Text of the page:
Even for the Jets …
Even for the franchise of the Butt Fumble and “I want to kiss you” and “I've decided to resign as the head coach of the New York Jets" and "I'm seeing ghosts" ...
Even for the team that passed on Dan Marino, passed on Jerry Rice, passed on Warren Sapp all for mediocre (at best) players …
Even for the organization that actually got Brett Favre but then had his tenure mostly remembered for pictures of his New York Jet …
Even for a franchise that already — back in 1999 — had a promising season torched when the star quarterback — Vinny Testaverde — blew an Achilles in the opener …
Even for that, this was a gut punch. Even for them, this was unfair.
“It’s bad,” head coach Robert Saleh said immediately after.
That much was clear. Rodgers is 39 years old and left his home in Green Bay to win a Lombardi in New York. He was the modern day Joe Namath, the superstar, larger-than-life personality who could lift up a franchise that has mostly sat in the shadows of the crosstown Giants and the up-the-road Patriots.
Those are places where things just tend to work out. Such as when Eli Manning manipulated the draft so he could become a Giant. Or when a Jet named Mo Lewis knocked starting New England QB Drew Bledsoe out of action only to cause Tom Brady’s career to begin.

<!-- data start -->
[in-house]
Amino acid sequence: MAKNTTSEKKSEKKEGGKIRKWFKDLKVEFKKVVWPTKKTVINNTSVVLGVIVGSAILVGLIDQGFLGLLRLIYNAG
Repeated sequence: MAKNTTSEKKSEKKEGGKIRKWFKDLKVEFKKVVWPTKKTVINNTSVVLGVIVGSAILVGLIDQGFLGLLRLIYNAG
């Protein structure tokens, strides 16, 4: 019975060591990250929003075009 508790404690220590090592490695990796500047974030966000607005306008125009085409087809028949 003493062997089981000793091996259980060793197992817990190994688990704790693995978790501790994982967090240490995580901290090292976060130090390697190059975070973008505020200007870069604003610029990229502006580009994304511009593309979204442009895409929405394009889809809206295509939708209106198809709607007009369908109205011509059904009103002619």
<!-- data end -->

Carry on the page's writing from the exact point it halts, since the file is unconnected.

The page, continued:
The Jets are never so charmed, so lucky, so fortunate. It’s almost always chaos. Five picks in an AFC title game. A coach with foot fetish videos. Tim Tebow running in the rain. Hiring Bill Belichick only to have him quit a day later to go change the history of the NFL in New England.
So this was supposed to be it. They finally constructed a balanced roster. They finally drafted well. Last year they had both the offensive rookie of the year (wide receiver Garrett Wilson) and the defensive rookie of the year (cornerback Sauce Gardner).
And in the middle of it all was Rodgers.
The problem last year was obvious to all — former No. 2 overall draft pick Zach Wilson wasn’t good enough at quarterback. Winnable games were lost. Confidence was shot. Opportunities were squandered.
Give the Jets a proven and hungry veteran and even in a stacked AFC there was real hope. That’s how good the defense is. And that’s how good Rodgers was expected to be.
Now? Who knows?
New York still won on Monday, 22-16 over Buffalo in overtime. It took four Josh Allen turnovers and a dramatic overtime punt return for a touchdown, but a win, over a division rival no less, is still a win.
The celebration was wild, the pent-up sadness and frustration of a night gone bad getting screamed into the Jersey night.
Reality arrives now. Can Zach Wilson get good enough? Can everyone else carry the load?
The savior is out for the year and may never show up again.
For the Jets, the story of such a disaster, of such a kick to the shins, of such a rug-pulled-out-from-underneath-them turn of fate is familiar.
Can they rewrite the ending this time?
Even for the Jets … that’d be a story.